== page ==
Manas Thepparuk, Acting Chief of the Phuket Provincial Office of the Department of Livestock Development (DLD), conducted a surprise visit at the Turtle Village shopping plaza in Tuesday night (Mar 12) after receiving a tip off that the baby elephants were “badly abused”.
"When I arrived at 6:30pm, I found two baby elephants, one male and one female, both about four years old. They were on show to tourists, who were allowed to feed them,” Mr Manas said.
The mahout present explained that the baby elephants were brought to the plaza every day from about 6-8pm.
"I checked and the mahout does not use any chains or hooks to control the elephants. The two baby elephants showed no signs of injury or maltreatment,” Mr Manas said.
“The mahout said that the elephants were brought to the plaza in the evening only, and tourists were not allowed to ride them,” he added.
Although the mahout was not found breaking any laws, Mr Manas is continuing to investigate the origins of the baby elephants.
"In January local residents filed complaints to the Thalang Livestock Office about these same two elephants.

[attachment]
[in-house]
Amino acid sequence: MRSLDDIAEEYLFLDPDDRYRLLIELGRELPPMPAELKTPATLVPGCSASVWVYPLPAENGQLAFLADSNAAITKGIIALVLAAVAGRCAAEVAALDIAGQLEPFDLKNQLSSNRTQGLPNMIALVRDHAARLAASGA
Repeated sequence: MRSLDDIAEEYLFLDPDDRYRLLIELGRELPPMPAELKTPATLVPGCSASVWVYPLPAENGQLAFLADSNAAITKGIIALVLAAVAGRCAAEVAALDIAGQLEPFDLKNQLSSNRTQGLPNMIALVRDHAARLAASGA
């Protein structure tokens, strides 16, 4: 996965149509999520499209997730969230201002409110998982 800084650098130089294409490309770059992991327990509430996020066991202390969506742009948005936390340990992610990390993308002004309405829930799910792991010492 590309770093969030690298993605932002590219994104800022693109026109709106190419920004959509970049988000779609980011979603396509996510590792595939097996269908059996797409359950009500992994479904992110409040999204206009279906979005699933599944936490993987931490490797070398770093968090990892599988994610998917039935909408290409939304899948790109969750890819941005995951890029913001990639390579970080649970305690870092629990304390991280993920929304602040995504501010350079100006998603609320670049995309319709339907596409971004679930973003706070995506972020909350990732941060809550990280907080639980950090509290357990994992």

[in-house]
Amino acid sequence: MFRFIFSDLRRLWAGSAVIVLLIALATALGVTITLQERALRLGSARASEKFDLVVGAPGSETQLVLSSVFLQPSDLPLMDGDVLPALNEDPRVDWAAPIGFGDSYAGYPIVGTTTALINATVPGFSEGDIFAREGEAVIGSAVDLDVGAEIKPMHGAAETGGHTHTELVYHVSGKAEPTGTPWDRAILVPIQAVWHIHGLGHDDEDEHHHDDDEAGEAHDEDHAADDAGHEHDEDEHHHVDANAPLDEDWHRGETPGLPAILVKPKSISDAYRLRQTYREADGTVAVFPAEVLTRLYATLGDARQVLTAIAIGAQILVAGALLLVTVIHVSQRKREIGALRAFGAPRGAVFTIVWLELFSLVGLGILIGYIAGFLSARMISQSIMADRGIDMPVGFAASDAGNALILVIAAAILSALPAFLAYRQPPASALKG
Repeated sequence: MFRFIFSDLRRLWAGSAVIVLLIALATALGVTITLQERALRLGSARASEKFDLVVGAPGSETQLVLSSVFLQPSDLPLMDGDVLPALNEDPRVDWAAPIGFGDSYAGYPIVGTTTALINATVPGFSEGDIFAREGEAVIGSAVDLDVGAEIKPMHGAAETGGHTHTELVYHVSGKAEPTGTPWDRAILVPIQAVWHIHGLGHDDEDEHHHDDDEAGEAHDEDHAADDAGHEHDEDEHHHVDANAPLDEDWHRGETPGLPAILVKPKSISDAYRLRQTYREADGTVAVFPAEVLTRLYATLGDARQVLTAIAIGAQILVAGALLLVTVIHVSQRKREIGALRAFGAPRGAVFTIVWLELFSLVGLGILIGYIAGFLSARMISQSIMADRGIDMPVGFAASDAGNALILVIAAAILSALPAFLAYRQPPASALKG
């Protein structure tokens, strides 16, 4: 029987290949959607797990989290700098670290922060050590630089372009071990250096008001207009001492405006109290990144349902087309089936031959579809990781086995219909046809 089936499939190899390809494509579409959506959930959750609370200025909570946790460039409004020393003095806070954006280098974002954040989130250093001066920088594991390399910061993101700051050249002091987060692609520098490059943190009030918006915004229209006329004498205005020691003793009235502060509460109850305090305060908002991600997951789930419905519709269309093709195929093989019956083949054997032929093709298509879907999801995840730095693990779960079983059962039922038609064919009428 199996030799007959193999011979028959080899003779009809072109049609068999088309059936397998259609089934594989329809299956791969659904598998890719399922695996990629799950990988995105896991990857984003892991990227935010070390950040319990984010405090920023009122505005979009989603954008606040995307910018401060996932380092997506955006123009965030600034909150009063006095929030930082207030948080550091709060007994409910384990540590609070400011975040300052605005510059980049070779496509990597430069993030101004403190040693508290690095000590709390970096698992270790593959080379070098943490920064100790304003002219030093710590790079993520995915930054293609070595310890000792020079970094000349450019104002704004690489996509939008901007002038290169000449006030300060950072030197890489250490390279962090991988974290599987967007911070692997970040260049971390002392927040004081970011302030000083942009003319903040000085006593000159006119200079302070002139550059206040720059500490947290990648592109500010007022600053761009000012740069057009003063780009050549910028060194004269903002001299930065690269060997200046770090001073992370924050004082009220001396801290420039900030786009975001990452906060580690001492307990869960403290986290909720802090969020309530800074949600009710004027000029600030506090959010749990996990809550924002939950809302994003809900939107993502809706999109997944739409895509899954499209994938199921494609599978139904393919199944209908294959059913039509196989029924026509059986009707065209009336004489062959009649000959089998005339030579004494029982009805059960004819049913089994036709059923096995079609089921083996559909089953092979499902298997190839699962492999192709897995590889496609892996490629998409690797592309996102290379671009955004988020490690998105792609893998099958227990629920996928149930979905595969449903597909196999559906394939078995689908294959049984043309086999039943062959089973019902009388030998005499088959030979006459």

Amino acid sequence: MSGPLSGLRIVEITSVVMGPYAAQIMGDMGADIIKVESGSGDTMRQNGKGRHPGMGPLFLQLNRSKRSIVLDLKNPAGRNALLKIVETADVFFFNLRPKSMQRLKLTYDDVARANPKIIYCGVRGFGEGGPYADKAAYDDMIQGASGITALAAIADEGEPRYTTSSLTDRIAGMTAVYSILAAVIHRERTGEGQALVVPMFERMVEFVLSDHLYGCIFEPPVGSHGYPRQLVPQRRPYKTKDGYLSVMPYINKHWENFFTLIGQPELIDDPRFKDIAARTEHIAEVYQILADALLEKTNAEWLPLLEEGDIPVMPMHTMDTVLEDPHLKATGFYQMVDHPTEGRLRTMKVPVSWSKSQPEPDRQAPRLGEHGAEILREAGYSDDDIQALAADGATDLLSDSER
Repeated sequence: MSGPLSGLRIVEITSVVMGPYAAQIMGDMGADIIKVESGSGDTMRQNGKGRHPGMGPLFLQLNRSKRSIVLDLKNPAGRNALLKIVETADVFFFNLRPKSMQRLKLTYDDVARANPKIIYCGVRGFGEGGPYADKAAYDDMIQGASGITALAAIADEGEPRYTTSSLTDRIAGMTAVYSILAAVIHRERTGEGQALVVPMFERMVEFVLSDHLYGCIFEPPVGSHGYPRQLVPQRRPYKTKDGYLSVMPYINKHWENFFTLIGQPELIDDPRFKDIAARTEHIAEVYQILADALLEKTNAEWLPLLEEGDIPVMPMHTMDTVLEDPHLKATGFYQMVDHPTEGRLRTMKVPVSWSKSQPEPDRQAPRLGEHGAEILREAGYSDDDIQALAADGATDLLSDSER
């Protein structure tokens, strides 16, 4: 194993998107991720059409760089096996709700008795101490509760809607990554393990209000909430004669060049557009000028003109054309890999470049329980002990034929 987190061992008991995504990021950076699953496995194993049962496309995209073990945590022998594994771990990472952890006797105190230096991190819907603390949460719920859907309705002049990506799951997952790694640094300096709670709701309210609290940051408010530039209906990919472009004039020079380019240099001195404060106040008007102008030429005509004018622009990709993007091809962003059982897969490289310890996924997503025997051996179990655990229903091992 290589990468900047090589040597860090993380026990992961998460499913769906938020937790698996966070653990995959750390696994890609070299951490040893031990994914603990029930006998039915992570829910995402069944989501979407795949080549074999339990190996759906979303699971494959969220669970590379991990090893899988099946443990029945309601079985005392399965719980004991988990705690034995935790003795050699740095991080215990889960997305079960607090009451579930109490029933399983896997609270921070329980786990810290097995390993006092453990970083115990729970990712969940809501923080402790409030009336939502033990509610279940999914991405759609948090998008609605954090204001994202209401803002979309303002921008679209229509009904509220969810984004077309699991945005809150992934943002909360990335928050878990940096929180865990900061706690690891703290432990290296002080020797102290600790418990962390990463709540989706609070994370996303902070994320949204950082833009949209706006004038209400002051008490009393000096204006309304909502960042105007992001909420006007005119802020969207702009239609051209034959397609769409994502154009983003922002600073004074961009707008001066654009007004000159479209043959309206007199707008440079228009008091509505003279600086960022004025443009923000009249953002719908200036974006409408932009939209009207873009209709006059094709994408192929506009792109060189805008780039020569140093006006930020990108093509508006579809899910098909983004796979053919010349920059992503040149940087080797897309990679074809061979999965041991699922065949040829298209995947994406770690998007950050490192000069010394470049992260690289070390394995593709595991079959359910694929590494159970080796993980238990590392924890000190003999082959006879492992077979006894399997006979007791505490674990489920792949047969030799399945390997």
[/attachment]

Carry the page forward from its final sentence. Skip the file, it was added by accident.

“Those officers said that they investigated the complaints and found that the owner of elephant camp where these elephants are kept had not done anything illegal,” Mr Manas told The Phuket News.
"Regardless, I followed the mahout back to the elephant camp to see for myself. The camp, ‘Pang Chang Mai Khao’, is on nine rai behind the Region 8 Police headquarters (at Tha Chatchai).
“There they have three baby elephants: one 4-year-old male, and two females, one 4 years old and the other 2 years old. All three are from other provinces, but I still do not know where they came from. I have yet to confirm these details,” he said.
"I checked the elephant camp, and it had stalls in which to keep the elephants as well as a shower area and walking space. The total area is ample for the three elephants.
“Staff said that the owner built the camp to help local villagers’ community ecotourism project, which includes boating, elephant riding, growing vegetables. The eco-tourism village project is still being created, and not in service yet,” Mr Manas added.
“The staff of elephant camp told me that they had a business license, but the owner was not at the camp when I visited. I have since told the owner to present the license at the Phuket Livestock Office,” he explained.
Mr Manas told The Phuket News that he is to investigate another complaint of a baby elephant on the road to the Big Buddha in the hills above Chalong.
“If anyone sees an elephant that is injured or is being mistreated, such as not having enough food or water, not having an appropriate place to stay, or not enough space to walk around, please inform the Livestock Office at 076-216-934” Mr Manas urged.